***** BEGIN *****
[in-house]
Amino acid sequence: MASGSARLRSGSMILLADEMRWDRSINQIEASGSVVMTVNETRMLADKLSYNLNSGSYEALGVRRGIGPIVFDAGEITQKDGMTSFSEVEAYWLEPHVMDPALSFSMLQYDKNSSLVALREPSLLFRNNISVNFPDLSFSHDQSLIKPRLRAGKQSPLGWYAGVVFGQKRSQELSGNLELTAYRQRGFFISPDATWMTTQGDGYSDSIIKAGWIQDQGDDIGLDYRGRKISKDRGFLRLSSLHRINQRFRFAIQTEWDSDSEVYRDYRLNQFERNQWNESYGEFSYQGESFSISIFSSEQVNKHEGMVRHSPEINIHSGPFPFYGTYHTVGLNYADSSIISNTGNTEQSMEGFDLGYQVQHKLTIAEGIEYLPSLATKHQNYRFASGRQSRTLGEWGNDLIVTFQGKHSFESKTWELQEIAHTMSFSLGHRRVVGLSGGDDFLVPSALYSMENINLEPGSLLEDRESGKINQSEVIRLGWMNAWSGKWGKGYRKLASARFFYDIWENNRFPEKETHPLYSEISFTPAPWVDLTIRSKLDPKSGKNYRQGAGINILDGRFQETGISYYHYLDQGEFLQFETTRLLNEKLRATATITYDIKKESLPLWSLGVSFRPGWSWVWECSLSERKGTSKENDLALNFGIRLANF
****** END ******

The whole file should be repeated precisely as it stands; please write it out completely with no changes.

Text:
[in-house]
Amino acid sequence: MASGSARLRSGSMILLADEMRWDRSINQIEASGSVVMTVNETRMLADKLSYNLNSGSYEALGVRRGIGPIVFDAGEITQKDGMTSFSEVEAYWLEPHVMDPALSFSMLQYDKNSSLVALREPSLLFRNNISVNFPDLSFSHDQSLIKPRLRAGKQSPLGWYAGVVFGQKRSQELSGNLELTAYRQRGFFISPDATWMTTQGDGYSDSIIKAGWIQDQGDDIGLDYRGRKISKDRGFLRLSSLHRINQRFRFAIQTEWDSDSEVYRDYRLNQFERNQWNESYGEFSYQGESFSISIFSSEQVNKHEGMVRHSPEINIHSGPFPFYGTYHTVGLNYADSSIISNTGNTEQSMEGFDLGYQVQHKLTIAEGIEYLPSLATKHQNYRFASGRQSRTLGEWGNDLIVTFQGKHSFESKTWELQEIAHTMSFSLGHRRVVGLSGGDDFLVPSALYSMENINLEPGSLLEDRESGKINQSEVIRLGWMNAWSGKWGKGYRKLASARFFYDIWENNRFPEKETHPLYSEISFTPAPWVDLTIRSKLDPKSGKNYRQGAGINILDGRFQETGISYYHYLDQGEFLQFETTRLLNEKLRATATITYDIKKESLPLWSLGVSFRPGWSWVWECSLSERKGTSKENDLALNFGIRLANF